When someone visits your property – whether as a social guest or a repairman – there is always a chance that an injury could result. As a landowner, you may not know the extent of your potential liability when someone becomes injured on your property.
Some states, such as Florida, apply different standards of care on the part of the landowner depending on the classification of the injury person (invitee, licensee, or trespasser). Up until 1998, North Carolina courts did so as well. Now, North Carolina applies the same standard of care of landowners to all lawful visitors – landowners must exercise reasonable care in not exposing lawful visitors to dangerous conditions and must warn of any hidden dangers on the property. “Reasonable care” may mean cleaning up a spill on the floor or just maintaining the property in general.
In order to recover damages from a landowner, the visitor must prove that the landowner negligently caused the condition or failed to remedy the condition after the landowner knew or should have known of the condition’s existence. With regards to hidden dangers, a landowner is required to give an adequate warning of the danger’s existence – this could mean a natural condition (ex/ a hill) or an artificial condition (ex/ a swimming pool).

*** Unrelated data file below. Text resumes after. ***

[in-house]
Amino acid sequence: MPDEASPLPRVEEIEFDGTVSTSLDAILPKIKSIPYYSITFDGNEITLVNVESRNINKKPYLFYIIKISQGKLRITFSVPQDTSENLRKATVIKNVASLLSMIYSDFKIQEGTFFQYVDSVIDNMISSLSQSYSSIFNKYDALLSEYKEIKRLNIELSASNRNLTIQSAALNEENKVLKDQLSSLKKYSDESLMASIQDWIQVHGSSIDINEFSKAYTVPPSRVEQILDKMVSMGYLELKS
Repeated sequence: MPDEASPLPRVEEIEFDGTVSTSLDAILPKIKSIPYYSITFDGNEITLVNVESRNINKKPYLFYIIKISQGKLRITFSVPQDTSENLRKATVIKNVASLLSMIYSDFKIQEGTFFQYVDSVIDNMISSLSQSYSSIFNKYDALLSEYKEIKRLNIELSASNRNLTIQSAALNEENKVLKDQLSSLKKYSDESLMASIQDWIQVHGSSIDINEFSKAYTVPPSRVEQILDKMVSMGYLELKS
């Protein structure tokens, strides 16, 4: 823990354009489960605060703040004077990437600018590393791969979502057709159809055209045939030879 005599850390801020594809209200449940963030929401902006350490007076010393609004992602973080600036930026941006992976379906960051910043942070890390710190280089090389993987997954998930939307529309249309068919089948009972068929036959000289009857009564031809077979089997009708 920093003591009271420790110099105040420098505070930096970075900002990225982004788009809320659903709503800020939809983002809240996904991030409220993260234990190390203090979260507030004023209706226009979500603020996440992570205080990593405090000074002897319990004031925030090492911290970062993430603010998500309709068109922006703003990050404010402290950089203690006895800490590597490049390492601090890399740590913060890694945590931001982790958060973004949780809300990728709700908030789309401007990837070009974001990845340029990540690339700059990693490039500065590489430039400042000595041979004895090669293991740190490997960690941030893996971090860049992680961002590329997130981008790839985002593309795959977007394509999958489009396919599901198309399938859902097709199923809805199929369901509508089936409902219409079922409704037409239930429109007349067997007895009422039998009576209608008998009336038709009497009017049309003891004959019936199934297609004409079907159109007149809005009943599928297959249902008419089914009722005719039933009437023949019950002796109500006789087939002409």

It is important to remember that the above standard of care is for lawful visitors. For unlawful visitors, a landowner’s duty is only to refrain from willfully harming the trespasser. However, there is a particular doctrine – the attractive nuisance doctrine – that allows a landowner to be held liable for injuries sustained by children who trespass on the landowner’s property if the dangerous condition was one likely to attract children.
Common types of premises liability lawsuits include:
(1) “Slip and Fall” – these cases commonly occur on commercial properties, such as a restaurant or grocery store. There are several issues that can arise in these cases – How long was the dangerous condition (i.e., the spill or liquid) present? Was a warning present (i.e., one of those yellow “Caution” signs)?
(2) Property Defects – these cases can involve injuries resulting from a broken railing or broken stairs.
(3) Dog Bites – a landowner may be liable for any injuries that his or her dog causes if the dog had shown dangerous tendencies in the past and the landowner (and dog owner) had knowledge of these tendencies at the time of the injury.
There are certain situations in which a landowner may defensibly raise the doctrine of contributory negligence, which bars recovery by the injured party if they are partially at fault. This could mean that the visitor did not properly look where they were going or failed to act reasonably at the time they became injured. Imagine a visitor going downstairs to your basement without turning the lights on and then tripping on the stairs.